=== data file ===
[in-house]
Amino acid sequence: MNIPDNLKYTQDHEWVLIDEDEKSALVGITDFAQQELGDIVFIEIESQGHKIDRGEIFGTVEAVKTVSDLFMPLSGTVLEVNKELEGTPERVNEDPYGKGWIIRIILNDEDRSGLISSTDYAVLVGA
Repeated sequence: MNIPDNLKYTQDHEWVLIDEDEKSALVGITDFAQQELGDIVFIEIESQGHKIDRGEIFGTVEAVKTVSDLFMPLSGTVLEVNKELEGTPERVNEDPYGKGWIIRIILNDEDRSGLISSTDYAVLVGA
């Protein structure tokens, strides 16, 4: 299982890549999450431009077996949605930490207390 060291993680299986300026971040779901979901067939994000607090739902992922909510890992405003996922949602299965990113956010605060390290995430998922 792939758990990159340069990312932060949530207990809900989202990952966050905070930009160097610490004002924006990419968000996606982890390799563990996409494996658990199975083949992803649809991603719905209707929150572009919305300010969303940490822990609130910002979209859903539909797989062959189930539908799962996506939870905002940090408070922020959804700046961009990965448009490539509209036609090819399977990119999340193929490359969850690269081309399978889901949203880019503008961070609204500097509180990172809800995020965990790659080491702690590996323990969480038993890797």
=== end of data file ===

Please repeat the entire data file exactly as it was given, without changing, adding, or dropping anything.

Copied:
[in-house]
Amino acid sequence: MNIPDNLKYTQDHEWVLIDEDEKSALVGITDFAQQELGDIVFIEIESQGHKIDRGEIFGTVEAVKTVSDLFMPLSGTVLEVNKELEGTPERVNEDPYGKGWIIRIILNDEDRSGLISSTDYAVLVGA
Repeated sequence: MNIPDNLKYTQDHEWVLIDEDEKSALVGITDFAQQELGDIVFIEIESQGHKIDRGEIFGTVEAVKTVSDLFMPLSGTVLEVNKELEGTPERVNEDPYGKGWIIRIILNDEDRSGLISSTDYAVLVGA
């Protein structure tokens, strides 16, 4: 299982890549999450431009077996949605930490207390 060291993680299986300026971040779901979901067939994000607090739902992922909510890992405003996922949602299965990113956010605060390290995430998922 792939758990990159340069990312932060949530207990809900989202990952966050905070930009160097610490004002924006990419968000996606982890390799563990996409494996658990199975083949992803649809991603719905209707929150572009919305300010969303940490822990609130910002979209859903539909797989062959189930539908799962996506939870905002940090408070922020959804700046961009990965448009490539509209036609090819399977990119999340193929490359969850690269081309399978889901949203880019503008961070609204500097509180990172809800995020965990790659080491702690590996323990969480038993890797």